• The notorious You Wouldn't Steal a Car spot has been used in many DVDs. The commercial compares stealing several items to stealing movies on the Internet, a comparison which is the exact opposite of what anti-piracy lawyers are trying to get the juries to think. You also couldn't skip the ad, making it even more annoying and patronising. But what makes it truly horrible is the hypocrisy on display - while trying to say "Hey, piracy's bad.", it used music without the original artist's permission. And to compound this even further, said music is Suspiciously Similar to "No Man Army" by The Prodigy. Watch "Commercials I Hate" tear it to shreds here. It was also spoofed by BBC Radio 6 Music's Adam & Joe in the "Song Wars" segment, with a song entitled "The Mind of a Pirate". The IT Crowd also parodied the absurdity of the ads here.

    Other Ad Forms 
  • The preview for Sam & Max Hit the Road that was included on the Star Wars: Rebel Assault disc is plain horrid. The narrator sounds like he's bored out of his mind and just reading his lines off a sheet of paper with no enthusiasm, the voice recording is of poor quality (normally, voice recordings in LucasArts games were of high quality even in DOS games), and the preview doesn't tell you anything about the game. It shows random out-of-context clips, with very vague descriptions like "Highway Adventure Game". And for reasons unknown, when the LucasArts logo appears, creepy, futuristic music starts playing that doesn't fit the game's mood whatsoever.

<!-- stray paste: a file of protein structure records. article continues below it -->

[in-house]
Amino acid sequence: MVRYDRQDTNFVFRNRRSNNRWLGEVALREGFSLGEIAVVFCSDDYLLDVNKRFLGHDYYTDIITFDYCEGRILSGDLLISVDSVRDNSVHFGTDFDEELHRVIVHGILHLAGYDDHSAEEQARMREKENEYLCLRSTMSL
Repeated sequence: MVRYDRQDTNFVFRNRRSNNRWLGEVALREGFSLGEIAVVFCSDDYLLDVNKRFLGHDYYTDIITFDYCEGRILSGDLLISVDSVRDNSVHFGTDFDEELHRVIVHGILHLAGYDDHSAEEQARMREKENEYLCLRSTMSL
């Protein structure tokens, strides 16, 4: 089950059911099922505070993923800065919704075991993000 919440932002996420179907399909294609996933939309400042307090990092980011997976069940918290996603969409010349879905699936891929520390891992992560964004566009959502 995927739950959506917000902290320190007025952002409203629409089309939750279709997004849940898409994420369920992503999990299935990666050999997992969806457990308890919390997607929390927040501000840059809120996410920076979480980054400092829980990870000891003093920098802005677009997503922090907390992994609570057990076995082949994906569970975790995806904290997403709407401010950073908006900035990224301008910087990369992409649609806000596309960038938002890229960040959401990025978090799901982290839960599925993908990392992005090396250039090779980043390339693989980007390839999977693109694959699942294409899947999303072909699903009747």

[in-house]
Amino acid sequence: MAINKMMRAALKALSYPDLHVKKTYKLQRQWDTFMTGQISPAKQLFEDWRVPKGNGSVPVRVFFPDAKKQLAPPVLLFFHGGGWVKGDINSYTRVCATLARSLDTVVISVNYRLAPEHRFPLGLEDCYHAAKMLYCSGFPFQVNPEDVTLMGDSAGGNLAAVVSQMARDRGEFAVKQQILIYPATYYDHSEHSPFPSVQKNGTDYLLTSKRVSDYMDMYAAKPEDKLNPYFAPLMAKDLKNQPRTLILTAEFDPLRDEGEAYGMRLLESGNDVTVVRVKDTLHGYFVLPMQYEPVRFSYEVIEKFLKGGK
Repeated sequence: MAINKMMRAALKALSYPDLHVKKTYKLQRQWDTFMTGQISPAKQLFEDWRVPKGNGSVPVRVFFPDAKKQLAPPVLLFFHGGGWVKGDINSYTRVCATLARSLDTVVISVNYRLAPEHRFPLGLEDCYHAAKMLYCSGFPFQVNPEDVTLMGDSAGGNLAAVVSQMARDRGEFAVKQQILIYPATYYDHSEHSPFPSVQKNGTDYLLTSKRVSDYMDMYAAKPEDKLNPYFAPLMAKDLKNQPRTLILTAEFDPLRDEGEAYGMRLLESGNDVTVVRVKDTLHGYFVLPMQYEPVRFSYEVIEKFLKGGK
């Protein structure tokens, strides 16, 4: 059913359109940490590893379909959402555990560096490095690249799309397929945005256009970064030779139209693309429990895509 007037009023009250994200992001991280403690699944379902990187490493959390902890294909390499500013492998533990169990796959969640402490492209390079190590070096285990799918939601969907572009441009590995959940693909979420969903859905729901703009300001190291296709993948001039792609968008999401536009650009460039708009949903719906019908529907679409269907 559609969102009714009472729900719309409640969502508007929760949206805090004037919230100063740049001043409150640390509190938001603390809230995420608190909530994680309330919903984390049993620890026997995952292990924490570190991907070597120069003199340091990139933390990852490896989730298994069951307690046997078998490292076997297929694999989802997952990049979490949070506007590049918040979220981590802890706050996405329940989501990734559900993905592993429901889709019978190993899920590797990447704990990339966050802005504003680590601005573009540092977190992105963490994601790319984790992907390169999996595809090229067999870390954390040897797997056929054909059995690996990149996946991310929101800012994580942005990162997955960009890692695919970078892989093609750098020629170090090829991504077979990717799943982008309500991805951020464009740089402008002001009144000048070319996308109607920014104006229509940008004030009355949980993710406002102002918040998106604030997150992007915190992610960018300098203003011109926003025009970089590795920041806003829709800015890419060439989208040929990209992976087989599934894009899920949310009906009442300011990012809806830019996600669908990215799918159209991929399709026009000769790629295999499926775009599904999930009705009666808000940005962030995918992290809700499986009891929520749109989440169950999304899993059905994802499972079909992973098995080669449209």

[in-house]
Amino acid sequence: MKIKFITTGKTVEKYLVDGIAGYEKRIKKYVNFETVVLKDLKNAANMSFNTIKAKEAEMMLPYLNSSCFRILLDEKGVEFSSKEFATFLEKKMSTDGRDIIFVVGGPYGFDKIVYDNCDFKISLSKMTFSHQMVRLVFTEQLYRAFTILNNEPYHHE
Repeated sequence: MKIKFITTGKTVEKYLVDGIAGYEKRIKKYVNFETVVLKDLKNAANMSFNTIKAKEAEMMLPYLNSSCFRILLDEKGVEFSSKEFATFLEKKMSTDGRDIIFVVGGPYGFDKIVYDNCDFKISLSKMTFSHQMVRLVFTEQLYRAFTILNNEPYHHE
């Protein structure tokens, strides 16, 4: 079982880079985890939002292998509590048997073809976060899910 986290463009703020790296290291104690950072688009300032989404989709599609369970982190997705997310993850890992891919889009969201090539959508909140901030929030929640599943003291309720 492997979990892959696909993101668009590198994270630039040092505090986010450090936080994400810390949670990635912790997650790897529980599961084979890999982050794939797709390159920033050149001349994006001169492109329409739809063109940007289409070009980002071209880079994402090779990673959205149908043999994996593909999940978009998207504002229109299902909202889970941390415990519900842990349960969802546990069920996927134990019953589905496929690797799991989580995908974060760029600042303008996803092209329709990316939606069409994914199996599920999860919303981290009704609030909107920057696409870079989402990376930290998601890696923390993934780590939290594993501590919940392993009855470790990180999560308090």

• Any snail-mail spam sent in an envelope deliberately designed to resemble envelopes used for official government documents. Depending on the local laws and the degree of resemblance, this may not even be legal, but in some regions of the US it's both legally grey and a fairly popular tactic. Additional shame goes to those who disguise the contents as an official government document as well. Consumer Reports occasionally wall-of-shames these in their back-page feature "Selling It" between humorous typos and absurdly spacious packaging. Joel Spolsky has a blog article entitled "How Many Lies Can You Find In One Direct Mail Piece?" that details a particularly good example of snail-mail spam meant to resemble an important-looking FedEx package.
    • It gets worse. Some telephone companies, particularly Comcast/DirectTV, have started disguising their advertisement mail imploring you to switch as important messages or offers from your current phone and internet provider. They particularly like to do this in areas where rival companies AT&T and Verizon dominate. Consumer Reports has several examples of this, and other, underhanded Comcast ad tactics under their "Comcastic" tag. The worst part is, this might not even be legal in some places, and is dubiously grey in others.